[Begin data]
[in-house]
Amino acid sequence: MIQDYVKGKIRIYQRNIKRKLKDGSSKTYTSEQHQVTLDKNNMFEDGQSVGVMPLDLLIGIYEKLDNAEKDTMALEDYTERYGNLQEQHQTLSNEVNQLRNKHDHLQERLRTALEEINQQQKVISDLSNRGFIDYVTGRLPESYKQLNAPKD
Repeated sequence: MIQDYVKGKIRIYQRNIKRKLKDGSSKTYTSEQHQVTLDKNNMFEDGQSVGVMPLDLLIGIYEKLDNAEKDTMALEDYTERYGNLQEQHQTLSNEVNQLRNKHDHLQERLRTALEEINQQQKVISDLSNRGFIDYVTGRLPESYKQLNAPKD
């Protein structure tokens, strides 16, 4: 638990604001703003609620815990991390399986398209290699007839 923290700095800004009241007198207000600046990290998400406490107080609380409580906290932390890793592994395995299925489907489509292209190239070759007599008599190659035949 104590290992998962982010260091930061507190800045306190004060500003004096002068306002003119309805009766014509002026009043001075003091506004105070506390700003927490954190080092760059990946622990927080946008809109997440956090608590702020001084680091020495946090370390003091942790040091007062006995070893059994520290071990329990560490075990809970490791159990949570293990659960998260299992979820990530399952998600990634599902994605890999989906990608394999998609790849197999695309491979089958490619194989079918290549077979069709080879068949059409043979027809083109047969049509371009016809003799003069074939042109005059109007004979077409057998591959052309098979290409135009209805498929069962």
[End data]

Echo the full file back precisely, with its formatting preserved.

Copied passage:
[in-house]
Amino acid sequence: MIQDYVKGKIRIYQRNIKRKLKDGSSKTYTSEQHQVTLDKNNMFEDGQSVGVMPLDLLIGIYEKLDNAEKDTMALEDYTERYGNLQEQHQTLSNEVNQLRNKHDHLQERLRTALEEINQQQKVISDLSNRGFIDYVTGRLPESYKQLNAPKD
Repeated sequence: MIQDYVKGKIRIYQRNIKRKLKDGSSKTYTSEQHQVTLDKNNMFEDGQSVGVMPLDLLIGIYEKLDNAEKDTMALEDYTERYGNLQEQHQTLSNEVNQLRNKHDHLQERLRTALEEINQQQKVISDLSNRGFIDYVTGRLPESYKQLNAPKD
């Protein structure tokens, strides 16, 4: 638990604001703003609620815990991390399986398209290699007839 923290700095800004009241007198207000600046990290998400406490107080609380409580906290932390890793592994395995299925489907489509292209190239070759007599008599190659035949 104590290992998962982010260091930061507190800045306190004060500003004096002068306002003119309805009766014509002026009043001075003091506004105070506390700003927490954190080092760059990946622990927080946008809109997440956090608590702020001084680091020495946090370390003091942790040091007062006995070893059994520290071990329990560490075990809970490791159990949570293990659960998260299992979820990530399952998600990634599902994605890999989906990608394999998609790849197999695309491979089958490619194989079918290549077979069709080879068949059409043979027809083109047969049509371009016809003799003069074939042109005059109007004979077409057998591959052309098979290409135009209805498929069962």